An Open Heart

Changing defensive behavior stars with being able to listen with an open heart to what is being said.  Assume the person has your best interests in mind and is sharing something that you need to hear. Try and clear you mind so that you are truly listening and not rehearsing your next defensive statement in your mind while they are speaking.

Express Your Feelings

Being able to openly express your feelings is requisite to becoming less defensive.  Letting people know in a calm manner when they have upset you is not being defensive.  Lashing out with an inflammatory statement is. 

Building Trust

Working through conflict builds trust in any relationship.  It assures both partners that they can trust each other; they can be honest and acknowledge that any relationship is a work in progress, not fixed or defined on just one person’s terms or one moment in time.

Toxic Comments

Bottom line: if we don’t learn how to deal with our grievances head on, inevitably we deal with them indirectly, most often in more toxic forms: by teasing or making snide comments, holding grudges, or by growing more indifferent over time. 

Of course, it’s difficult to give and receive healthy criticism if we’re clinging to a defensive attitude. If you feel yourself become defensive, try to see if you can simply acknowledge it, and work through the conflict as honestly and generously as possible.

Self- esteem

Temperament, history, and, most importantly self-esteem can impact how we respond to criticism.  Some people have so much negative self talk occurring in their heads that they feel they just can’t accept any more from someone else.  Realizing that just because someone is criticizing one issue, does not mean you are a bad person overall is key to building better relationships

People who are more prone to defensiveness may perceive an attack in certain situations in which people with resilient and calm temperaments would perceive none. Experiment with viewing the situation from different vantage points.

Overall, defensiveness in life will hold you back from building better relationships and from growing as an individual

On-Brand Behavior

sherrie-suski-officePotential candidates are interested not only in what they may bring to a future employer, but in what that future employer may bring to them.  With the majority of millennials believing its management’s responsibility to offer development opportunities, this demographic is looking for employers that will invest in their future. But they’re not alone; training is a top priority for all workers, particularly those who will need to enhance their skills in light of digital disruption. While many companies have training or Learning and Development programs, not enough have specific training that is meant to drive on- brand behavior.

Programs that address this topic are a win-win.  Effectively communicating a brand requires multiple touchpoints and Learning & Development programs are the perfect opportunity to drive this behavior. Learning and development is the clear internal expression of an organization’s external employer brand. These programs should be representative of and demonstrate the company’s value system.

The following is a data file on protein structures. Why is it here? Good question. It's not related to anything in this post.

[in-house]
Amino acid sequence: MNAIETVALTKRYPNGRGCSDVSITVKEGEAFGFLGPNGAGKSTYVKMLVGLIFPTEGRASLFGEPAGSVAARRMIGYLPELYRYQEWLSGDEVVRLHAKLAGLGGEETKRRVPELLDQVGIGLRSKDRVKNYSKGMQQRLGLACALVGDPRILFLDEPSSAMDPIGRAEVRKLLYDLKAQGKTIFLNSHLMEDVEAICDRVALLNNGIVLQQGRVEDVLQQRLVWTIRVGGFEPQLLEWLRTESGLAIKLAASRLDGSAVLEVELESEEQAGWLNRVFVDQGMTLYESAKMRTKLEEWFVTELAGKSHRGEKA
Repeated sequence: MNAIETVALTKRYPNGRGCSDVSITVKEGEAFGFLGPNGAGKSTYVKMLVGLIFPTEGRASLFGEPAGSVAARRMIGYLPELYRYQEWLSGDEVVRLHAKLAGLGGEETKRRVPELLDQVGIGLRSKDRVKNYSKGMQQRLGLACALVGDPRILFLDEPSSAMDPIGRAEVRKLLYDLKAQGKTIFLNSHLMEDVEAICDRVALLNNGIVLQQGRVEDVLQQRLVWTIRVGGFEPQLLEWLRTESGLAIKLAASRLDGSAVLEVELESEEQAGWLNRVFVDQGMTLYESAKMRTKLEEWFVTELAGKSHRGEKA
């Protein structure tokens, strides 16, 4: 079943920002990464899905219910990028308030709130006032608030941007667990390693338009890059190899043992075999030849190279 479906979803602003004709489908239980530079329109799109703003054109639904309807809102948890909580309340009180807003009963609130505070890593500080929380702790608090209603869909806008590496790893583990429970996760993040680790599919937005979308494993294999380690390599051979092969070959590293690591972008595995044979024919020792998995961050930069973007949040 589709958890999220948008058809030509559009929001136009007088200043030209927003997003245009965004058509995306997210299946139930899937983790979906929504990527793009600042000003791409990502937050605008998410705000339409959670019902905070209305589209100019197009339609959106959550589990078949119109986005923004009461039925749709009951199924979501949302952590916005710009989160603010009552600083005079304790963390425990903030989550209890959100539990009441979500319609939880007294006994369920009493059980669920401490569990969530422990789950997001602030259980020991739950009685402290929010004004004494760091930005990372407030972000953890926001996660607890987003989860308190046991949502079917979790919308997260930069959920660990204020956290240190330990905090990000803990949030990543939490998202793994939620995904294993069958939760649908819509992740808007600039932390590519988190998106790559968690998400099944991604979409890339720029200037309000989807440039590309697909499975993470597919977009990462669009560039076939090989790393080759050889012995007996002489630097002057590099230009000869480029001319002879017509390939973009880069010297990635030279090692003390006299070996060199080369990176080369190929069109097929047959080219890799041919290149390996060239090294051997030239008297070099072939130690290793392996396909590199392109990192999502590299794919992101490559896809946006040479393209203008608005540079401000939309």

According to Paul Hagen, senior principal at West Monroe Partners San Francisco, customer facing employees represent the company brand with every interaction they have. Yet, most receive little or no training or development to help them understand the actions and mindset that will have the most positive impact on customers’ perceptions of the brand. Good companies understand the drivers of customer and employee experiences and ensure L&D initiatives include guidance on how employees can help deliver on the promises made by an employer’s branding, he explained; “Great companies take it a step further. They understand that happy employees make happy customers.”

Ultimately, it is about connecting your internal culture to your external brand in a way that is meaningful to both your employees and your customers alike.  It should be the natural progression of doing what is right for your employees and having them understand and do what it right for your customers.

2019 Human Resources Initiatives

sherrie-suski-hr

Ushering in 2019 means pondering what the new year means in terms of HR initiatives.  Which were successfully put to rest last year, which will continue and carry forward and which are perhaps new initiatives this year based on the economic climate.

Top of the list is the tight labor market and lower retention many companies are experiencing.  We experienced the beginning of this challenge last year as companies struggled to find the talent they needed to fill positions to fuel their growth.  Companies will need to consider:

Flexibility in the workplace– More companies are finding ways to attract and retain workers with key skill sets by offering a combination of flexible work schedules.   Late starts, work from home, shorter in the office hours are all opportunities that will attract a different segment of the population than those able to work from 8:00-5:00p or more likely 7:00am-6:00pm.